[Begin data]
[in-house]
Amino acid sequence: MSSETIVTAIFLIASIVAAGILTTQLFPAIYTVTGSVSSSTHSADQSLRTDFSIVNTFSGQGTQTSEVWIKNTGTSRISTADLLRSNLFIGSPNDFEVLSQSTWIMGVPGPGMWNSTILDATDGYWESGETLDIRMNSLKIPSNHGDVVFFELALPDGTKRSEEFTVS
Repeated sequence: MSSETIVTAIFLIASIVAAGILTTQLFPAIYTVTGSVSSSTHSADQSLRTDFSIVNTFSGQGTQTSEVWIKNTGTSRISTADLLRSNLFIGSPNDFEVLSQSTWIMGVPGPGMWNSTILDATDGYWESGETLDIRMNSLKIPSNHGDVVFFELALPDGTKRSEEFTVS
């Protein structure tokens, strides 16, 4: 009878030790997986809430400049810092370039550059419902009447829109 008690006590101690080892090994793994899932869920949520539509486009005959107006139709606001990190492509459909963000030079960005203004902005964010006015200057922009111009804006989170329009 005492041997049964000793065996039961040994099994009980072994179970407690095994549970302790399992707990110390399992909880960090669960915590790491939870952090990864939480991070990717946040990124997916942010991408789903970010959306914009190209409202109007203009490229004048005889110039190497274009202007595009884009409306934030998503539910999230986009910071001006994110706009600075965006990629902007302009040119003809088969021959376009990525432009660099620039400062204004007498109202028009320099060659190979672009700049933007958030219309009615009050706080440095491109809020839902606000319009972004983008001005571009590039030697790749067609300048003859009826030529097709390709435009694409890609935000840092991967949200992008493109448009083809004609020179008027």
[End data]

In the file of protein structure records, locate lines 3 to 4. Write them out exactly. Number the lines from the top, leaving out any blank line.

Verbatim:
Repeated sequence: MSSETIVTAIFLIASIVAAGILTTQLFPAIYTVTGSVSSSTHSADQSLRTDFSIVNTFSGQGTQTSEVWIKNTGTSRISTADLLRSNLFIGSPNDFEVLSQSTWIMGVPGPGMWNSTILDATDGYWESGETLDIRMNSLKIPSNHGDVVFFELALPDGTKRSEEFTVS
């Protein structure tokens, strides 16, 4: 009878030790997986809430400049810092370039550059419902009447829109 008690006590101690080892090994793994899932869920949520539509486009005959107006139709606001990190492509459909963000030079960005203004902005964010006015200057922009111009804006989170329009 005492041997049964000793065996039961040994099994009980072994179970407690095994549970302790399992707990110390399992909880960090669960915590790491939870952090990864939480991070990717946040990124997916942010991408789903970010959306914009190209409202109007203009490229004048005889110039190497274009202007595009884009409306934030998503539910999230986009910071001006994110706009600075965006990629902007302009040119003809088969021959376009990525432009660099620039400062204004007498109202028009320099060659190979672009700049933007958030219309009615009050706080440095491109809020839902606000319009972004983008001005571009590039030697790749067609300048003859009826030529097709390709435009694409890609935000840092991967949200992008493109448009083809004609020179008027």